• Removed InsertStatement.insertOrReplace. Use insert(data, orReplace: true) instead.

  • Removed the diff util and MoorAnimatedList. Use a third party library for that.

1.7.2 #

  • Fixed a race condition that caused the database to be opened multiple times on slower devices. This problem was introduced in 1.7.0 and was causing problems during migrations.

1.7.1 #

  • Better documentation on getSingle and watchSingle for queries.
  • Fix INTEGER NOT NULL PRIMARY KEY wrongly requiring a value during insert (this never affected AUTOINCREMENT columns, and only affects columns declared in a .moor file)

1.7.0 #

  • Support custom columns via type converters. See the docs for details on how to use this feature.
  • Transactions now roll back when not completed successfully, they also rethrow the exception to make debugging easier.
  • New backends api, making it easier to write database drivers that work with moor. Apart from moor_flutter, new experimental backends can be checked out from git:
    1. encrypted_moor: An encrypted moor database: https://github.com/simolus3/moor/tree/develop/extras/encryption
    2. moor_mysql: Work in progress mysql backend for moor. https://github.com/simolus3/moor/tree/develop/extras/mysql
  • The compiled sql feature is no longer experimental and will stay stable until a major version bump
  • New, experimental support for .moor files! Instead of declaring your tables in Dart, you can choose to declare them with sql by writing the CREATE TABLE statement in a .moor file. You can then use these tables in the database and with daos by using the include parameter on @UseMoor and @UseDao. Again, please notice that this is an experimental api and there might be some hiccups. Please report any issues you run into.

1.6.0 #

  • Experimental web support! See the documentation for details.
  • Make transactions easier to use: Thanks to some Dart async magic, you no longer need to run queries on the transaction explicitly. This
    Future deleteCategory(Category category) {
      return transaction((t) async {
        await t.delete(categories).delete(category);
      });
    }
    
    is now the same as this (notice how we don't have to use the t. in front of the delete)
      Future deleteCategory(Category category) {
        return transaction((t) async {
          await delete(categories).delete(category);
        });
      }
    
    This makes it much easier to compose operations by extracting them into methods, as you don't have to worry about not using the t parameter.
  • Moor now provides syntax sugar for list parameters in compiled custom queries (SELECT * FROM entries WHERE id IN ?)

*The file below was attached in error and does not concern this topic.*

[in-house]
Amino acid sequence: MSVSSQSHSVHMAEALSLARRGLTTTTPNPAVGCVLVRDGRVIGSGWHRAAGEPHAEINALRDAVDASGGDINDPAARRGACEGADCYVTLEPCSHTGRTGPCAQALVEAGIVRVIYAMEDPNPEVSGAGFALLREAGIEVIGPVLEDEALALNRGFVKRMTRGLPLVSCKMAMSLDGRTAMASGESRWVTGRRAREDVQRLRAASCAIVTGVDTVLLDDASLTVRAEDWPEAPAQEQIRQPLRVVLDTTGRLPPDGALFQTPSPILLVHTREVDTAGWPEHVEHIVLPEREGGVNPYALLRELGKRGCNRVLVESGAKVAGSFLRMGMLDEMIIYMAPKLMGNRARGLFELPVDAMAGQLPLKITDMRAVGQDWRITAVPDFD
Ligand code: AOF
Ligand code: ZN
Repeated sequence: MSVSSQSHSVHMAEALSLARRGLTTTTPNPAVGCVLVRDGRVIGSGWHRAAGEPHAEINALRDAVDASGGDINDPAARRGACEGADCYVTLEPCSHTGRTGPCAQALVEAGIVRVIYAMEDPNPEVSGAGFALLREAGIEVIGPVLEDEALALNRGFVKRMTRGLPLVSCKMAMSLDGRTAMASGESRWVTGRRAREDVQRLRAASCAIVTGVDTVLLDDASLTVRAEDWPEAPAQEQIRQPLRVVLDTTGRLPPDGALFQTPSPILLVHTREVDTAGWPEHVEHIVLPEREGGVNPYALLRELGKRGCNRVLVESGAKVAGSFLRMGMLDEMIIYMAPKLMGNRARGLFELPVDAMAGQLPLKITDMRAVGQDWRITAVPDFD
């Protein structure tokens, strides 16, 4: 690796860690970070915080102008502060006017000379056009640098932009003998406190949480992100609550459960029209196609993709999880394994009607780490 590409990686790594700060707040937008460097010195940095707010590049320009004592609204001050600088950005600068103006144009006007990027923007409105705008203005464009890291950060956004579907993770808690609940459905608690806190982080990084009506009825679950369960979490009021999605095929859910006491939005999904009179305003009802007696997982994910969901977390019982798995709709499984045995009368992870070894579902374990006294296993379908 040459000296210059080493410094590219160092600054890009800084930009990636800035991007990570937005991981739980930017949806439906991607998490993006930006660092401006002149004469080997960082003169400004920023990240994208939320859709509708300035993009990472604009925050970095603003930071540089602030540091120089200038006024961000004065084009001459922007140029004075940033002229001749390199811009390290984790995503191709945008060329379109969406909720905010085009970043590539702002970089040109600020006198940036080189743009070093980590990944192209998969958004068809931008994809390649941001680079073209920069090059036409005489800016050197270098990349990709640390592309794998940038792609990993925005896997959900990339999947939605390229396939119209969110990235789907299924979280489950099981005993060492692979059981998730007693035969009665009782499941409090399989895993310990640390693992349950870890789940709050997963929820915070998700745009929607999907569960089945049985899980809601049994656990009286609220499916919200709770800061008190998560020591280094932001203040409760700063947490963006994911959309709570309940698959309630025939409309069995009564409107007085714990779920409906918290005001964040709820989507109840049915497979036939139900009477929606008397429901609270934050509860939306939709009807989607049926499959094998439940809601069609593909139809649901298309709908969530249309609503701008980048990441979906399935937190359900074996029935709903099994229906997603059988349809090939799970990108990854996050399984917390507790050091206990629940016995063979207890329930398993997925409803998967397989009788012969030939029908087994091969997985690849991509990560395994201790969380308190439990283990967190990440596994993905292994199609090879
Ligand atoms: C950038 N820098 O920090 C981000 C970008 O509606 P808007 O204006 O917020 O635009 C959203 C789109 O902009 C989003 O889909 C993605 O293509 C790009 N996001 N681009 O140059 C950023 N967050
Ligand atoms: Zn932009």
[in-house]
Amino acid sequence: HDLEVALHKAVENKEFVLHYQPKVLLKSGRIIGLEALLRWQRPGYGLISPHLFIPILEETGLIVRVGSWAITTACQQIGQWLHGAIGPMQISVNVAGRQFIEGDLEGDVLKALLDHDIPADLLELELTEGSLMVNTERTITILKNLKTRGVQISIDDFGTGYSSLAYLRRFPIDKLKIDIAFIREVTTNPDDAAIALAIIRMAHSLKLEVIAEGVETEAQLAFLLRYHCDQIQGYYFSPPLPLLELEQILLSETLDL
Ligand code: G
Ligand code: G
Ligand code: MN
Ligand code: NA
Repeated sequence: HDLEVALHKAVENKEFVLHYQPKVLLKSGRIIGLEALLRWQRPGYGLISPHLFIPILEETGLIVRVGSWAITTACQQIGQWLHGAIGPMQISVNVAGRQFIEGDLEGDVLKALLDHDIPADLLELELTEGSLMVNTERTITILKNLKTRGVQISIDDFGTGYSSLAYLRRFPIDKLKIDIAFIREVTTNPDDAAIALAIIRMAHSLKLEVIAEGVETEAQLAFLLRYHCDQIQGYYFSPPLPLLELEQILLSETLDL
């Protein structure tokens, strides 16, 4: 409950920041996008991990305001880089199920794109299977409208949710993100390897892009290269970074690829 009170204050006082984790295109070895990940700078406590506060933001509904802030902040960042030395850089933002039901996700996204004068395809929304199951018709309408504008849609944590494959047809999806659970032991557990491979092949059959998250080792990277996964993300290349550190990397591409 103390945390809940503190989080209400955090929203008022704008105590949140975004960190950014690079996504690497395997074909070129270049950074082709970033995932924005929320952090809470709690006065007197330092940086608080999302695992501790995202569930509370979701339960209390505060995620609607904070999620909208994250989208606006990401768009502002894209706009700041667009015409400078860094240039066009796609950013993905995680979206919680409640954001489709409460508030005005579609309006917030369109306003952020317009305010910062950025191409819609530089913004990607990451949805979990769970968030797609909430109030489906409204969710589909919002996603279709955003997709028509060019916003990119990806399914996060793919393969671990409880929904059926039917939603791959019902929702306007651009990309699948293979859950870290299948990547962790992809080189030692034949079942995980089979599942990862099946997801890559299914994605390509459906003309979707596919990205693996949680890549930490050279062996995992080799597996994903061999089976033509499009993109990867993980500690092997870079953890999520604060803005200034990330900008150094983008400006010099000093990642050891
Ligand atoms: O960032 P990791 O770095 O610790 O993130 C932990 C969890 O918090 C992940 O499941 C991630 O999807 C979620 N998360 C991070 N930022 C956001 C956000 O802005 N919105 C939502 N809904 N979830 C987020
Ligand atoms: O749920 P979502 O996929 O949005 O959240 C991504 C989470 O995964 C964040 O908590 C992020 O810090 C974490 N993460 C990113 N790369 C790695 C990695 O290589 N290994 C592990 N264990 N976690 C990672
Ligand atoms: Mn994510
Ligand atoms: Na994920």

• Support COLLATE expressions.
  • Date time columns are now comparable
  • The StringType now supports arbitrary data from sqlite (#70). Thanks, knaeckeKami!
  • Bugfixes related to stream queries and LIMIT clauses.

1.5.1 #

  • Fixed an issue where transformed streams would not always update
  • Emit a INSERT INTO table DEFAULT VALUES when appropriate. Moor used to generate invalid sql before.

1.5.0 #

This version introduces some new concepts and features, which are explained in more detail below. Here is a quick overview of the new features:

  • More consistent and reliable callbacks for migrations. You can now use MigrationStrategy.beforeOpen to run queries after migrations, but before fully opening the database. This is useful to initialize data.
  • Greatly expanded documentation, introduced additional checks to provide more helpful error messages
  • New getSingle and watchSingle methods on queries: Queries that you know will only return one row can now be instructed to return the value directly instead of wrapping it in a list.
  • New "update companion" classes to clearly separate between absent values and explicitly setting values back to null - explained below.
  • Experimental support for compiled sql queries: Moor can now generate typesafe APIs for written sql. Read on to get started.

Update companions #

Newly introduced "Update companions" allow you to insert or update data more precisely than before. Previously, there was no clear separation between "null" and absent values. For instance, let's say we had a table "users" that stores an id, a name, and an age. Now, let's say we wanted to set the age of a user to null without changing its name. Would we use User(age: null)? Here, the name column would implicitly be set to null, so we can't cleanly separate that. However, with UsersCompanion(age: Value(null)), we know the difference between Value(null) and the default Value.absent().

Don't worry, all your existing code will continue to work, this change is fully backwards compatible. You might get analyzer warnings about missing required fields. The migration to update companions will fix that. Replacing normal classes with their update companions is simple and the only thing needed to fix that. The documentation has been updated to reflect this. If you have additional questions, feel free to create an issue.

Compiled sql queries #